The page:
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Film Review: Den Of Thieves

Rating:
2

Directed by:
Christian Gudegast

Reviewed by:
On Jan 31, 2018
Last modified:Jan 31, 2018

Reviewed by Freda Cooper

There are two Gerard Butler films around at the moment. One sees him explaining Scottish slang. The other is Den Of Thieves.

This is a movie that’s bursting to be something else. With its chases and gunfire, it fancies itself as the DeNiro/Pacino face-off, Heat (1995), but its ambitions don’t stop there. It also sees itself as something of a Sicario (2015), especially when a gun battle takes place in a queue of stationery traffic. But most of all, it really wants to be an updated The Usual Suspects (1995).

First time director Christian Gudegast appears to be a victim of blind ambition: he can’t see he’s no Michael Mann, Denis Villeneuve or Bryan Singer. His film falls way short of the ones he has in mind, even if the visual nods in their various directions are clear to the point of blindingly obvious. There’s nothing wrong with ambition, but let’s be realistic, here ……

Den Of Thieves describes itself as a “gritty thriller”, presumably based on its F-word count. The number of sentences that pass without it could be counted on one hand. OK, two. Maybe ….. It all boils down to an expert gang, responsible for a series of bank robberies in Los Angeles, planning an audacious heist on the Federal Reserve. But on their tail is an elite unit from the Sherriff’s Department. As the crooks are only too well aware.

Heading up those cops is, of course, Gerard Butler, carrying some extra pounds on the instruction of the director, and a liberal smattering of tattoos. And, boy, does he look rough. His job is taking its toll on him and his marriage, he doesn’t get on well with the FBI and he’s smoking too much. He also rejoices in the nickname of Bick Nick, although something else would be more appropriate when he has his first encounter with gang leader, Merriman (Pablo Schreiber). They’re in a shooting gallery, a few booths down from each other. Not a word is spoken. They let their guns do their talking and, from the glances they exchange, it’s like they’re in the gents, making the inevitable comparison.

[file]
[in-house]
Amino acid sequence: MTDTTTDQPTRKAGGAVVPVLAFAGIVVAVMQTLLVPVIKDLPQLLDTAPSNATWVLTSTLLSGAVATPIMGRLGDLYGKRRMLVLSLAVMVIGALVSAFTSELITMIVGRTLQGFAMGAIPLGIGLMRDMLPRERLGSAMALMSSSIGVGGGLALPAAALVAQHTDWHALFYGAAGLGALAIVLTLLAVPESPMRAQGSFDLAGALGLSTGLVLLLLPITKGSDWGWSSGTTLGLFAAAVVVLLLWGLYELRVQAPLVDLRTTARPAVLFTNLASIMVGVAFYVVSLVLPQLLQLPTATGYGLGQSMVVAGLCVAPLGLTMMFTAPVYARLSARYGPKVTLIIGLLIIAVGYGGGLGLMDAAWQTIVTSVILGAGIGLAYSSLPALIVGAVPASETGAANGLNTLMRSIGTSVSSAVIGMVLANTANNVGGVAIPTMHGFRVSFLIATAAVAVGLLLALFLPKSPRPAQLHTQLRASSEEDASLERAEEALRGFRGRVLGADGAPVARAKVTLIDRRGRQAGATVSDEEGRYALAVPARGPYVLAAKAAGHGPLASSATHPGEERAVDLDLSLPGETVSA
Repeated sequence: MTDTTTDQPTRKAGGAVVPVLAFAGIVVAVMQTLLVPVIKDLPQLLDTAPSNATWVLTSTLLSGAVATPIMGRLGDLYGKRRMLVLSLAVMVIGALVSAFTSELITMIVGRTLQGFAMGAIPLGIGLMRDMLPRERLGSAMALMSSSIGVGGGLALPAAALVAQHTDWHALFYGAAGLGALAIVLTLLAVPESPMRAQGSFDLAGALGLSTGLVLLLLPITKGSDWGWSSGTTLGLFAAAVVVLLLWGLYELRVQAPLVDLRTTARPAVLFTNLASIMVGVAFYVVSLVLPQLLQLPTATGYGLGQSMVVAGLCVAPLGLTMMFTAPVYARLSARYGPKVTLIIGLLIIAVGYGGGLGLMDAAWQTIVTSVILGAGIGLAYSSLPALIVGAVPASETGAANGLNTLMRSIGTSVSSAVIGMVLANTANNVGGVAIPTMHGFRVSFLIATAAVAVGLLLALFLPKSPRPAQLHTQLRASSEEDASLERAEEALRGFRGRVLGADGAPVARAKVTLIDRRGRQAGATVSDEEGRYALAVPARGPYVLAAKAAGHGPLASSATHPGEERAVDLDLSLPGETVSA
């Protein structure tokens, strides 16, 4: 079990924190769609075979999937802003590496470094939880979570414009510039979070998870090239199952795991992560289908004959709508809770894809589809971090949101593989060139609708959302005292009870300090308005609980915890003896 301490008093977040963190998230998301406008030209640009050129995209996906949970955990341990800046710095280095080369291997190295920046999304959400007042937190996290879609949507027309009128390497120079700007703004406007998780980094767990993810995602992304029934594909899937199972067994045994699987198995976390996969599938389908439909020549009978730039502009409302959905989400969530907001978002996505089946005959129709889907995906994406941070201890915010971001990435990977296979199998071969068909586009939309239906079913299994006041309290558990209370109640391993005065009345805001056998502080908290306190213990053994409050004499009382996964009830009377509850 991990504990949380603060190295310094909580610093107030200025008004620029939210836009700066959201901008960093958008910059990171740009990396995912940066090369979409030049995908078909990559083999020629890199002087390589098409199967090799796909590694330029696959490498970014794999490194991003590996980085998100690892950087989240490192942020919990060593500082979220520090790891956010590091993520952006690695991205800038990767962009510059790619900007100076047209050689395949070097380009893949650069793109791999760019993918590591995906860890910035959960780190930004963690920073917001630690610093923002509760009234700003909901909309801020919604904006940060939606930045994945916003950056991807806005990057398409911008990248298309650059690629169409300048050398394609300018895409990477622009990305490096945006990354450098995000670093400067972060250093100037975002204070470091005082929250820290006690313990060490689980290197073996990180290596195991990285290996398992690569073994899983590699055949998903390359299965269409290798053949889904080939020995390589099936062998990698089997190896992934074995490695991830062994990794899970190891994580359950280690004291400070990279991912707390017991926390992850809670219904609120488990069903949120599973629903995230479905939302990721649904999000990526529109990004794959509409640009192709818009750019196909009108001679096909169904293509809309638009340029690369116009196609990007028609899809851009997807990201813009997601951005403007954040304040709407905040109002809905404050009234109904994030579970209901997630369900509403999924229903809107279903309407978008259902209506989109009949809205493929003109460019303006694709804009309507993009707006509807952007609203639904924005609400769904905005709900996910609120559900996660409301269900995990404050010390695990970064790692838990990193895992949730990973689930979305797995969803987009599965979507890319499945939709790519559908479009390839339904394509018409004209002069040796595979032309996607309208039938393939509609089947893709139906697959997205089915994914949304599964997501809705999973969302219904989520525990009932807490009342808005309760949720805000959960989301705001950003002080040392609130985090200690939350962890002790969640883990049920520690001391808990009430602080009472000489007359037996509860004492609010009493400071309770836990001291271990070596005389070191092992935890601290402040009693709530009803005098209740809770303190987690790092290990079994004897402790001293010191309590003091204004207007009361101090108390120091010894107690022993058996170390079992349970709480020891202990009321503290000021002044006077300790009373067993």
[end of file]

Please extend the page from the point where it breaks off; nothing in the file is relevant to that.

That said, the film isn’t all bad. Not quite. The souped-up opening sequences are slick and promise plenty of stylish action, but the reality is an over-complicated plot and far too much time setting up the big heist. There’s too little action and less in the way of character development so when the mammoth shoot out arrives, it’s too noisy too late. The end result is soggy, sagging in the middle and sadly uninspired and when the inevitable explanation is trotted out, it’s laughable.

The only person to emerge with any semblance of credit is O’Shea Jackson Junior, the gang’s fall guy who takes a lot of punishment from crooks and cops alike. He’s on very different territory from his great comic turn in Ingrid Goes West and, while he doesn’t disgrace himself in this role, he’s clearly more comfortable making people laugh. Butler is, well, Butler, with an accent drifting somewhere between Glasgow and Los Angeles and going through the motions yet again. Frustrating when he does have the ability to act.

Den Of Thieves is no more than a Friday night popcorn movie. It doesn’t ask a lot from its audience and doesn’t deliver much more, apart from bullets galore and a scrap yard full of battered cars. But for entertainment value, Butler translating Scottish slang wins hands down.

Stars: Gerard Butler, Pablo Schreiber, Curtis ‘50 Cent’ Jackson and O’Shea Jackson Junior.

Den Of Thieves is out on the 2nd of February.

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